Turntable Pils Pairs With Your Favorite Record

By Marissa DeSantis, with GLBC's ragtag DJ crew

By now we hope you’ve experienced the smooth malt flavors and crisp hop aroma of our Turntable Pils.  We named our new Czech-style pilsner in honor of Ohio’s music legacy, from historic record labels to the independent record stores and vinyl pressing plants like Cleveland’s Gotta Groove Records that keep our home state rocking and rolling. Look closely at the label and you’ll see a handwritten record sleeve from a local collector, along with references to our pub exclusive (and former seasonal) Moondog ESB—a tribute to legendary DJ Alan Freed.

Guests at our Turntable Pils First Spin party got to experience just how passionate some of our staff members are about vinyl—including me! I had the privilege of sharing the turntables with a few of my co-workers that evening, and I had a great time talking music with our guests. I caught up with my co-workers after the party to see which record is their favorite, and which Great Lakes beer they’d pair it with. Check out their picks below.

SHOW US YOUR TURNTABLE PILS RECORD PAIRING AND WIN A PRIZE:

We’ve already seen plenty of you post pictures of your favorite records or DJ setup with bottles of Turntable Pils, and we’re loving them! Next time you’re relaxing with one of your favorite records and drinking Turntable Pils, post a picture of your pairing on Twitter or Instagram using #turntablepils. We’ll share our favorite photos and send the lucky winners a Turntable prize pack. Enter by April 18 for your chance to win.


GLBC STAFF PICKS:

Marissa DeSantis
GLBC PR Supervisor
The record in my collection I just can’t get enough of is Wendy Rene’s “After Laughter Comes Tears: Complete Stax & Volt Singles + Rarities 1964-1965.” I play this compilation more than any other record I own—when I’m cooking, when I’m reading, when friends come over for drinks. Wendy’s voice is so beautiful and sincere. It’s undeniable. I own a lot of soul and R&B singles, so this collection also has the added benefit of requiring less flipping (in other words, I don't have to walk away from my beer as much). I’ve played it through countless times and it always sounds fresh and vital. I would pair Wendy’s collection with Edmund Fitzgerald Porter. The rich production, Wendy’s emotional range and depth, and her sad, soulful tone are perfect complements to Edmund Fitzgerald’s complexity. One of her better known songs is “Bar-B-Q”, and Fitz and barbecue are an unbeatable combo.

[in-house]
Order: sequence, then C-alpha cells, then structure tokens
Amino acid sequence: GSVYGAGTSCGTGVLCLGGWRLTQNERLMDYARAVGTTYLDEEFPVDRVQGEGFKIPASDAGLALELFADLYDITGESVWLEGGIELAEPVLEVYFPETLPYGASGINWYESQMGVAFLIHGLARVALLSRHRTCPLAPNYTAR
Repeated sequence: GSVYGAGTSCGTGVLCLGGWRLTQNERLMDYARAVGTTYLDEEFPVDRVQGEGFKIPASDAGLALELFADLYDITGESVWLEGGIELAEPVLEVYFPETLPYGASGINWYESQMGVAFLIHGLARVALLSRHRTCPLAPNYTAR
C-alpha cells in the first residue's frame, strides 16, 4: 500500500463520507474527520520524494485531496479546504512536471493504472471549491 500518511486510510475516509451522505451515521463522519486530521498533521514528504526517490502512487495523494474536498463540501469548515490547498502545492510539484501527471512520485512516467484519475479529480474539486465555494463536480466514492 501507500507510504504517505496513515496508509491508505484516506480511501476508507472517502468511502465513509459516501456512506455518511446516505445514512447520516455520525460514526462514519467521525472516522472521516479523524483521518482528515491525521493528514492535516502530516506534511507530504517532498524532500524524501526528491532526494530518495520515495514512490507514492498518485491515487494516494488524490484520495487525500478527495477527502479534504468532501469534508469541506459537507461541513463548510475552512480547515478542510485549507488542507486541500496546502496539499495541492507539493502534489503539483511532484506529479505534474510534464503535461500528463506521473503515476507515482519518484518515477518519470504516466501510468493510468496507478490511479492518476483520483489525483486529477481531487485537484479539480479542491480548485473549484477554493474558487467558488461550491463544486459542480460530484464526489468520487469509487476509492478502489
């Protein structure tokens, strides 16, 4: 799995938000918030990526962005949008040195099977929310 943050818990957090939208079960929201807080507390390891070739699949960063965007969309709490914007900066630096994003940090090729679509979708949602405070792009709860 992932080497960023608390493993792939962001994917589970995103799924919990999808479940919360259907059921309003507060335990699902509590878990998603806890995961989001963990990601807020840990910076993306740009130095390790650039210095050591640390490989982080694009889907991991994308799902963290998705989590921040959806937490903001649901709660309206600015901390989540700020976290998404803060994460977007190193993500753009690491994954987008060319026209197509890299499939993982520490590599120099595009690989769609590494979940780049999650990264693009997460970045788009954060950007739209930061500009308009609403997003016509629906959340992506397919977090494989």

Stephen Jira
GLBC Demand Planning Analyst
J Cole’s 2014 Forest Hills Drive is my favorite record in my collection. Last September, a mysterious box showed up on my doorstep. Having no idea what it was, I hastily opened the box and found that my dear friends Jamie and Sam had gotten me this album for my 25th birthday. Not being a big hip hop fan besides Wu-Tang Clan, Kid Cudi, and some other mainstream hits, I was quite surprised by the gift. Little did I know how great of a gift I had received. Before the first side of the double LP was complete, I was hooked into the music, only getting up from the couch to change the record and doing nothing but listen. It made me take a deeper look at hip hop, something that I had not done in two years. I still get chills when I hear the needle drop onto the first track. Eliot Ness is a great beer to pair with this record. The drinkability and perfect balance in Eliot Ness correlates greatly to this album; the change of flow, simplicity yet complexity of the beats, and Eliot Ness’s hidden power of changing even the biggest of hop heads into lager fans just like this album turned me into a hip hop fan.

Chas Murray
GLBC Tour Guide
It’s hard to pick a favorite record, but I’d have to say Shane MacGowan and the Popes “The Snake.” I’d pair it with Edmund Fitzgerald Porter, because porters and smooth Irish music go so perfectly together.

Mychael Montgomery
GLBC Brewpub Manager
My favorite album is Neil Young’s “Harvest.” There is something so rich and warm about this record, even more so on the turntable. It’s as if you’re right there among the banjos, pedal steels, and Neil’s guitar and harmonica combo. And it holds a special place in my heart because my Dad used to play it all of the time when we were kids. If I were to pair this record with a Great Lakes beer, it would have to be Steady Rollin’ Session IPA. Like the tracks on "Harvest," the beer is rich and complex. There’s just nothing better to drink with this down home country album.